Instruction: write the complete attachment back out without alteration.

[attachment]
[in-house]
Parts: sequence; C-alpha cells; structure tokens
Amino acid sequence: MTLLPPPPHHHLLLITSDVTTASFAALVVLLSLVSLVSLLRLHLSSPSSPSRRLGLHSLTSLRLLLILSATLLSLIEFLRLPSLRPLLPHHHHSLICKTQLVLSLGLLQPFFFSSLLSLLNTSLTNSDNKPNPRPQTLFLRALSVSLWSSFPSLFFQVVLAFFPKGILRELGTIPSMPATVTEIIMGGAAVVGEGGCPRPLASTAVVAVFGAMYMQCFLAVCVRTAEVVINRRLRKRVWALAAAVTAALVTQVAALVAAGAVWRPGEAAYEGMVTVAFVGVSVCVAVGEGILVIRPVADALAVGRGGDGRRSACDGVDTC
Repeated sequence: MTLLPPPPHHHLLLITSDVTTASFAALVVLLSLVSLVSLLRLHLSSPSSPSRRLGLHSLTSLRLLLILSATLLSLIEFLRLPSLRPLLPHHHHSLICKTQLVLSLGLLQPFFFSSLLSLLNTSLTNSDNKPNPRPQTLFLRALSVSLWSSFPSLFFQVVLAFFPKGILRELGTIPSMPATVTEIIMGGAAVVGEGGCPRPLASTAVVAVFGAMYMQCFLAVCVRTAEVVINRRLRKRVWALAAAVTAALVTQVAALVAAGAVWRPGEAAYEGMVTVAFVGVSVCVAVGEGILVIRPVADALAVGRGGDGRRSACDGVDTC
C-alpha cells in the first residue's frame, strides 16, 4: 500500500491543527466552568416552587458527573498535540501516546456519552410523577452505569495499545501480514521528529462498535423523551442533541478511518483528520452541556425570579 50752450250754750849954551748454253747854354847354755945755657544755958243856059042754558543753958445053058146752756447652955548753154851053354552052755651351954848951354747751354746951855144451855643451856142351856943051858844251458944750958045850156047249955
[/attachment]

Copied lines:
[in-house]
Parts: sequence; C-alpha cells; structure tokens
Amino acid sequence: MTLLPPPPHHHLLLITSDVTTASFAALVVLLSLVSLVSLLRLHLSSPSSPSRRLGLHSLTSLRLLLILSATLLSLIEFLRLPSLRPLLPHHHHSLICKTQLVLSLGLLQPFFFSSLLSLLNTSLTNSDNKPNPRPQTLFLRALSVSLWSSFPSLFFQVVLAFFPKGILRELGTIPSMPATVTEIIMGGAAVVGEGGCPRPLASTAVVAVFGAMYMQCFLAVCVRTAEVVINRRLRKRVWALAAAVTAALVTQVAALVAAGAVWRPGEAAYEGMVTVAFVGVSVCVAVGEGILVIRPVADALAVGRGGDGRRSACDGVDTC
Repeated sequence: MTLLPPPPHHHLLLITSDVTTASFAALVVLLSLVSLVSLLRLHLSSPSSPSRRLGLHSLTSLRLLLILSATLLSLIEFLRLPSLRPLLPHHHHSLICKTQLVLSLGLLQPFFFSSLLSLLNTSLTNSDNKPNPRPQTLFLRALSVSLWSSFPSLFFQVVLAFFPKGILRELGTIPSMPATVTEIIMGGAAVVGEGGCPRPLASTAVVAVFGAMYMQCFLAVCVRTAEVVINRRLRKRVWALAAAVTAALVTQVAALVAAGAVWRPGEAAYEGMVTVAFVGVSVCVAVGEGILVIRPVADALAVGRGGDGRRSACDGVDTC
C-alpha cells in the first residue's frame, strides 16, 4: 500500500491543527466552568416552587458527573498535540501516546456519552410523577452505569495499545501480514521528529462498535423523551442533541478511518483528520452541556425570579 50752450250754750849954551748454253747854354847354755945755657544755958243856059042754558543753958445053058146752756447652955548753154851053354552052755651351954848951354747751354746951855144451855643451856142351856943051858844251458944750958045850156047249955